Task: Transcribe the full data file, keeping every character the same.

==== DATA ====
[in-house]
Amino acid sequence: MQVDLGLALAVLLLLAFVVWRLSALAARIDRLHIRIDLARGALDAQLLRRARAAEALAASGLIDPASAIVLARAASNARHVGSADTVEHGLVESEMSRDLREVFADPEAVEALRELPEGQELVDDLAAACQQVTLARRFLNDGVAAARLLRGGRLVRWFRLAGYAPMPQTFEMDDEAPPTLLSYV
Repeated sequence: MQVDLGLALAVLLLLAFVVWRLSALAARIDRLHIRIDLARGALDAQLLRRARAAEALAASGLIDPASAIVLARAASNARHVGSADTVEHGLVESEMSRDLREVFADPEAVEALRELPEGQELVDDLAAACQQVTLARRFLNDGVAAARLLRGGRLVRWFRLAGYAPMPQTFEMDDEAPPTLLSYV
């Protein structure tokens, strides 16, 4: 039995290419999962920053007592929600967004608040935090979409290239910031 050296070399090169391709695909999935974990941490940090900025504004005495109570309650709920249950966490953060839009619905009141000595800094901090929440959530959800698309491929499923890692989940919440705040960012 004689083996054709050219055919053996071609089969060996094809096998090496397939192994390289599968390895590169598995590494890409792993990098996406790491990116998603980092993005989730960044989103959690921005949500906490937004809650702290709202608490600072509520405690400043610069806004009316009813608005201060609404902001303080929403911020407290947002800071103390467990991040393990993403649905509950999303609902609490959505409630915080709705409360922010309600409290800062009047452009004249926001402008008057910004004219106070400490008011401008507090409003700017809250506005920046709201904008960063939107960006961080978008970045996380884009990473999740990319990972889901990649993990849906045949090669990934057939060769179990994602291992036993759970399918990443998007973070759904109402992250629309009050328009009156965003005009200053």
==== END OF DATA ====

[in-house]
Amino acid sequence: MQVDLGLALAVLLLLAFVVWRLSALAARIDRLHIRIDLARGALDAQLLRRARAAEALAASGLIDPASAIVLARAASNARHVGSADTVEHGLVESEMSRDLREVFADPEAVEALRELPEGQELVDDLAAACQQVTLARRFLNDGVAAARLLRGGRLVRWFRLAGYAPMPQTFEMDDEAPPTLLSYV
Repeated sequence: MQVDLGLALAVLLLLAFVVWRLSALAARIDRLHIRIDLARGALDAQLLRRARAAEALAASGLIDPASAIVLARAASNARHVGSADTVEHGLVESEMSRDLREVFADPEAVEALRELPEGQELVDDLAAACQQVTLARRFLNDGVAAARLLRGGRLVRWFRLAGYAPMPQTFEMDDEAPPTLLSYV
């Protein structure tokens, strides 16, 4: 039995290419999962920053007592929600967004608040935090979409290239910031 050296070399090169391709695909999935974990941490940090900025504004005495109570309650709920249950966490953060839009619905009141000595800094901090929440959530959800698309491929499923890692989940919440705040960012 004689083996054709050219055919053996071609089969060996094809096998090496397939192994390289599968390895590169598995590494890409792993990098996406790491990116998603980092993005989730960044989103959690921005949500906490937004809650702290709202608490600072509520405690400043610069806004009316009813608005201060609404902001303080929403911020407290947002800071103390467990991040393990993403649905509950999303609902609490959505409630915080709705409360922010309600409290800062009047452009004249926001402008008057910004004219106070400490008011401008507090409003700017809250506005920046709201904008960063939107960006961080978008970045996380884009990473999740990319990972889901990649993990849906045949090669990934057939060769179990994602291992036993759970399918990443998007973070759904109402992250629309009050328009009156965003005009200053």